Calif. police among nation's most followed on Twitter
Not surprisingly, a police department whose city limits include the headquarters of such high-tech icons as Google and LinkedIn is among the most followed agencies on Twitter
California Police Chiefs Association
California police departments made a solid showing in a recent ranking of U.S. law enforcement agencies that have the most Twitter followers.
Not surprisingly, a police department whose city limits include the headquarters of such high-tech icons as Google and LinkedIn is among the most followed agencies on Twitter, according to the survey by the International Association of Chiefs of Police Center for Social Media.
"We've embraced certain pieces of social media that we've felt we can manage effectively," says Scott Vermeer, police chief of Mountain View as well as its assistant city manager for public safety. "We haven't tried to do everything."
Mountain View, the Santa Clara County city with a population of about 75,000, was ranked No. 2 among law enforcement agencies with 50-99 sworn officers, with 3,485 Twitter followers. Only the Naples, Fla. PD had more in that category, with 3,845 followers. Mountain View has 96 sworn officers.
Vermeer says his agency uses Twitter more for pragmatic purposes than for public relations, sending out information quickly to an audience that has specific interests. Updates on critical incidents, traffic jams, crime prevention tips — these and other types of bulletins are Tweeted regularly.
"We don't use Twitter as a two-way tool to have a 'conversation' with our followers, but more to push information out," says Vermeer, chief of police in Mountain View for 10 years.
In addition to Mountain View, other California police departments to make the Top 5 in the Twitter rankings are Greenfield, Sausalito, Arcadia, San Rafael, Modesto, Newport Beach, Sacramento and Oakland. The categories were based on an agency's number of sworn officer (for complete results, visit IACP Social Media)
In the category of 16 to 25 sworn officers, Greenfield was No. 3 with 1,312 followers, and Sausalito was No. 5 with 1,207.
In the category of 50 to 99 sworn officers, Arcadia followed Mountain View at No. 3, with 3,134 followers, and San Rafael was No. 5 with 2,803.
The Modesto PD has 5,453 followers on Twitter, good enough for the No. 2 position among agencies with 100 to 249 sworn officers, while Newport Beach was No. 5 in that category with 3,374.
Sacramento and Oakland made the top five in the category of 500 to 999 sworn officers, with Sacramento at No. 3 with 5,710 followers, and Oakland at No. 5 with 4,141.
Jay Johnson, chief of police of Newport Beach, says his department has embraced Twitter, Facebook and Nixle, the online notification system for law enforcement and government agencies.
"It's all about communicating with our community," Johnson says. "Everybody wants facts and news and information immediately, and if you're not there to provide the information, people will try to fill it in for you."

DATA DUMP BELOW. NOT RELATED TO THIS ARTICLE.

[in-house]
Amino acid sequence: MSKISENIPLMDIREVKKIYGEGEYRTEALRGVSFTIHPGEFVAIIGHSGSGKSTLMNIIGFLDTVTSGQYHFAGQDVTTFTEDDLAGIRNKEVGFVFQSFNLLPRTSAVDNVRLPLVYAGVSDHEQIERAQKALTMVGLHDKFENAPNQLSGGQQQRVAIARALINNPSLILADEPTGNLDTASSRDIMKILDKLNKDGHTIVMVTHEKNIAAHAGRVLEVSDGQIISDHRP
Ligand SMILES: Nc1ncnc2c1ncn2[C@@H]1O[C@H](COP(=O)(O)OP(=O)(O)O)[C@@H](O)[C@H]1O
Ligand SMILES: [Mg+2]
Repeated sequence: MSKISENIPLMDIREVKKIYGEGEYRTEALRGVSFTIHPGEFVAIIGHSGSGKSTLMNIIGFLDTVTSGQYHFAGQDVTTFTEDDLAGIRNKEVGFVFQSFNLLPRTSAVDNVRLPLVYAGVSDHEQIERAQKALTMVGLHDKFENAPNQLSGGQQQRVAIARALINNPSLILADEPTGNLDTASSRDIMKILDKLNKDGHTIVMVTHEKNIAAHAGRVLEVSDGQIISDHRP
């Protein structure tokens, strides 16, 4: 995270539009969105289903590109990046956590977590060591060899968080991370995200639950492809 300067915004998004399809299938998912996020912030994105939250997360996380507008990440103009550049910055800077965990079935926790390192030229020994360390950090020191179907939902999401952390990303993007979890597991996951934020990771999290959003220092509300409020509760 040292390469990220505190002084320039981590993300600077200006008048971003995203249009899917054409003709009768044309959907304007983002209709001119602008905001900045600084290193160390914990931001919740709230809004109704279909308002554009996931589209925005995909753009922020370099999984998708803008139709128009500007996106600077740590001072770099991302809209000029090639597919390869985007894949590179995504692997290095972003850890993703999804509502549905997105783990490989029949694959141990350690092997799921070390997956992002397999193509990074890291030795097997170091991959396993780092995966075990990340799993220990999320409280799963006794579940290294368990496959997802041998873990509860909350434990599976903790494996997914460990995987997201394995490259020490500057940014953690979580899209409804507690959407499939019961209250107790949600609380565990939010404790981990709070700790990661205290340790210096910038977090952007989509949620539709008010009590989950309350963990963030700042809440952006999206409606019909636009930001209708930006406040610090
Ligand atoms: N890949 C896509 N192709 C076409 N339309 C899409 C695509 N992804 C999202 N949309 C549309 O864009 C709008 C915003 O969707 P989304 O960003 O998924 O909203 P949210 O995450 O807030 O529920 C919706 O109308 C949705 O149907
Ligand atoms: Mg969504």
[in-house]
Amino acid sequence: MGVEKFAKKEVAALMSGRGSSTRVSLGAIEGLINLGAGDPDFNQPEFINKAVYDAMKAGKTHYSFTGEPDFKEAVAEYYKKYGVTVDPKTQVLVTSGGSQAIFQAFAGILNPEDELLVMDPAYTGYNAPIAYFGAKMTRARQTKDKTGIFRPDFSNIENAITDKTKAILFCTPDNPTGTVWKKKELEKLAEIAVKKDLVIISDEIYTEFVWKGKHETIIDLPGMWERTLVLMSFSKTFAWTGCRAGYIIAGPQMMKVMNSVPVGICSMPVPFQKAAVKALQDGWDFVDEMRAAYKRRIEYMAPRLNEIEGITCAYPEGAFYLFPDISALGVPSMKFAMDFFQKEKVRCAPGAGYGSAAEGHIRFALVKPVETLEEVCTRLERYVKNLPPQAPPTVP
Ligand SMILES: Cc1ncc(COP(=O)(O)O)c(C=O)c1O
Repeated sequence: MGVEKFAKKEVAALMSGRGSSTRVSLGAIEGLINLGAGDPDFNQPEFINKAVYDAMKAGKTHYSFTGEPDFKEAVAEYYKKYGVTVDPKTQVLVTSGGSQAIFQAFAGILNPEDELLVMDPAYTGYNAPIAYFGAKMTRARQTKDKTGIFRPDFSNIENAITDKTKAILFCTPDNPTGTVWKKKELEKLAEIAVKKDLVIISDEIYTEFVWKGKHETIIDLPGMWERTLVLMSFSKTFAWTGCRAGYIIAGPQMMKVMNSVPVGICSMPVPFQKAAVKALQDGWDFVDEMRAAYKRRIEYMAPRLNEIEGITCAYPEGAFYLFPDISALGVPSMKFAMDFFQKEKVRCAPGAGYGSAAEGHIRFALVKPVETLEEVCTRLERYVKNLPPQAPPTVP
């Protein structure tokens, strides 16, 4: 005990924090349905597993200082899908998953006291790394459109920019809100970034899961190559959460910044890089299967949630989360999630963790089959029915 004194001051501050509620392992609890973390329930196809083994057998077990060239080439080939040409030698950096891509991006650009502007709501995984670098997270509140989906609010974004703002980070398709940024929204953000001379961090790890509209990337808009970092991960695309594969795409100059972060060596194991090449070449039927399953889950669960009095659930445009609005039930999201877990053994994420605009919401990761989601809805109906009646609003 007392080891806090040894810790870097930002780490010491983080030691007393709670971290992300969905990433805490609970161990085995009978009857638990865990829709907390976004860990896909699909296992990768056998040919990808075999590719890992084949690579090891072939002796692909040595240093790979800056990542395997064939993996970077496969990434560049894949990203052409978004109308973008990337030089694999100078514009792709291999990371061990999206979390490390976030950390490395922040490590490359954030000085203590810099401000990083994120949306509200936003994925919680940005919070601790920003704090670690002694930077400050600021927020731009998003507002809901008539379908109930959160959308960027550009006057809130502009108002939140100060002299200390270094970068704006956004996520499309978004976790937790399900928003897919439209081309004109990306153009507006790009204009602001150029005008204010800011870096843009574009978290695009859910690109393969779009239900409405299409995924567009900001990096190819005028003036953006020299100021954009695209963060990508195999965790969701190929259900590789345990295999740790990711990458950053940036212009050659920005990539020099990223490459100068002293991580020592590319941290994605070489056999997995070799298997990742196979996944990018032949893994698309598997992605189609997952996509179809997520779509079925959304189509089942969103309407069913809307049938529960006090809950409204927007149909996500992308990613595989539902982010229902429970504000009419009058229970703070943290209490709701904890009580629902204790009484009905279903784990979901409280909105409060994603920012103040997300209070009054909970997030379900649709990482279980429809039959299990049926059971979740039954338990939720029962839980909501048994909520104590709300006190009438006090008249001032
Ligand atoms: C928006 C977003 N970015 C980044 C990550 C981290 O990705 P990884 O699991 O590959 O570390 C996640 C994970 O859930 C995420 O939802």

The Newport Beach PD, which has 140 sworn officers, recently Tweeted about a rash of vehicle burglaries, alerted residents about a DUI checkpoint, and offered suggestions on how not to be a victim of a crime.
The department's use of Twitter, Johnson says, supplements old-school ways of getting information that still are in use, such as sending police explorers out to neighborhoods to hand out safety-related fliers.
Still, social media tools like Twitter can't be ignored, says Johnson, chief of police in Newport Beach for two years.
"It's really an eye-opener, the influence social media has," Johnson says.
Johnson says it's difficult to measure the impact Tweets and other social media tools have had on crime rates, for example, but he has no doubt that such tools are bringing the police department and the community closer together.
Vermeer agrees. He views Facebook as more of a relationship-building and public relations tool than Twitter, which the Mountain View PD has been using since fall 2008.
"Although a lot of agencies are now using social media sites, it's important to understand that they are different tools with different users," Vermeer says. "As such, agencies need to use them individually and appropriately and not simply post the same thing to Facebook and Twitter every time. We strive to utilize the various social media sites as individual and distinct tools and then cater our message to the specific audience."
Vermeer says he's formed a group that will look into boosting the Mountain View PD's presence on Facebook and to study, in general, how his officers can use social media to help them do their jobs more effectively.
Reprinted with permission from California Police Chiefs Association